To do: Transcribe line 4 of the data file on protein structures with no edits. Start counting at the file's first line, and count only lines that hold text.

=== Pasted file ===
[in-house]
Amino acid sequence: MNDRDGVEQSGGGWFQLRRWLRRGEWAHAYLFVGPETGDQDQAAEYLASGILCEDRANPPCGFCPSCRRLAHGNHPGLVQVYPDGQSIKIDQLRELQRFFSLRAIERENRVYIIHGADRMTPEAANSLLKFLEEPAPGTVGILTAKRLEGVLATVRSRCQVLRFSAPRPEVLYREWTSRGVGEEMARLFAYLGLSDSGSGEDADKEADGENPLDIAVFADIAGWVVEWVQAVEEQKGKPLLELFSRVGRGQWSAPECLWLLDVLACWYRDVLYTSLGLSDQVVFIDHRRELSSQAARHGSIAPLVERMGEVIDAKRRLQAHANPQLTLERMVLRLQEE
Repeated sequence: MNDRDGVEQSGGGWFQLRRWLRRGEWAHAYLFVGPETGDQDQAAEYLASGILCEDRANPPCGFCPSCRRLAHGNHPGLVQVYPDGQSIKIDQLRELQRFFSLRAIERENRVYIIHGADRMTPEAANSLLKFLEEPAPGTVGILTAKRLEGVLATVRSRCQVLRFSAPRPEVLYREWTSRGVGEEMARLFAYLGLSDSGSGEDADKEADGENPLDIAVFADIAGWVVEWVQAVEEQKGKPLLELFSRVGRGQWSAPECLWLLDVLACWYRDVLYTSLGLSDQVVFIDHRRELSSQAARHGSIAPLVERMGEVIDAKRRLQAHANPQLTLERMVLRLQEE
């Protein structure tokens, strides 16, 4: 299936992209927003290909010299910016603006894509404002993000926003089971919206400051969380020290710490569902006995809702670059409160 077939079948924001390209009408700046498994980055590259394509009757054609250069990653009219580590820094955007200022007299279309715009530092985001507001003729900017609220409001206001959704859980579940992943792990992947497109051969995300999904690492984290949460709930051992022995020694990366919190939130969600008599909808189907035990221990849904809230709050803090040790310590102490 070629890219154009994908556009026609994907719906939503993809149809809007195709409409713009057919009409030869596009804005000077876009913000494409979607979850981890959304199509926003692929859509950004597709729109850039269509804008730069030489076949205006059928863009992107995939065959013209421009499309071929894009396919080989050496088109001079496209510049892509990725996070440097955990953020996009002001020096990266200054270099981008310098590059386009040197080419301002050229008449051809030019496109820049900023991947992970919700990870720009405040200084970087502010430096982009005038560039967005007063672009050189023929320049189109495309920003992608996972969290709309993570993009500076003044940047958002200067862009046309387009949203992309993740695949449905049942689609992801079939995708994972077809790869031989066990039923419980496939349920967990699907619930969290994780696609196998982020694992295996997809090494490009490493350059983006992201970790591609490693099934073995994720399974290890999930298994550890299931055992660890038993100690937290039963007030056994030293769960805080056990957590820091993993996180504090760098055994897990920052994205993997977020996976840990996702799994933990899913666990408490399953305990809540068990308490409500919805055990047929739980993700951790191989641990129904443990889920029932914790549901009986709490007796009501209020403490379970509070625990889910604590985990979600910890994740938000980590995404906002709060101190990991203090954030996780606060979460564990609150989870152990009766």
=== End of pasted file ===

């Protein structure tokens, strides 16, 4: 299936992209927003290909010299910016603006894509404002993000926003089971919206400051969380020290710490569902006995809702670059409160 077939079948924001390209009408700046498994980055590259394509009757054609250069990653009219580590820094955007200022007299279309715009530092985001507001003729900017609220409001206001959704859980579940992943792990992947497109051969995300999904690492984290949460709930051992022995020694990366919190939130969600008599909808189907035990221990849904809230709050803090040790310590102490 070629890219154009994908556009026609994907719906939503993809149809809007195709409409713009057919009409030869596009804005000077876009913000494409979607979850981890959304199509926003692929859509950004597709729109850039269509804008730069030489076949205006059928863009992107995939065959013209421009499309071929894009396919080989050496088109001079496209510049892509990725996070440097955990953020996009002001020096990266200054270099981008310098590059386009040197080419301002050229008449051809030019496109820049900023991947992970919700990870720009405040200084970087502010430096982009005038560039967005007063672009050189023929320049189109495309920003992608996972969290709309993570993009500076003044940047958002200067862009046309387009949203992309993740695949449905049942689609992801079939995708994972077809790869031989066990039923419980496939349920967990699907619930969290994780696609196998982020694992295996997809090494490009490493350059983006992201970790591609490693099934073995994720399974290890999930298994550890299931055992660890038993100690937290039963007030056994030293769960805080056990957590820091993993996180504090760098055994897990920052994205993997977020996976840990996702799994933990899913666990408490399953305990809540068990308490409500919805055990047929739980993700951790191989641990129904443990889920029932914790549901009986709490007796009501209020403490379970509070625990889910604590985990979600910890994740938000980590995404906002709060101190990991203090954030996780606060979460564990609150989870152990009766």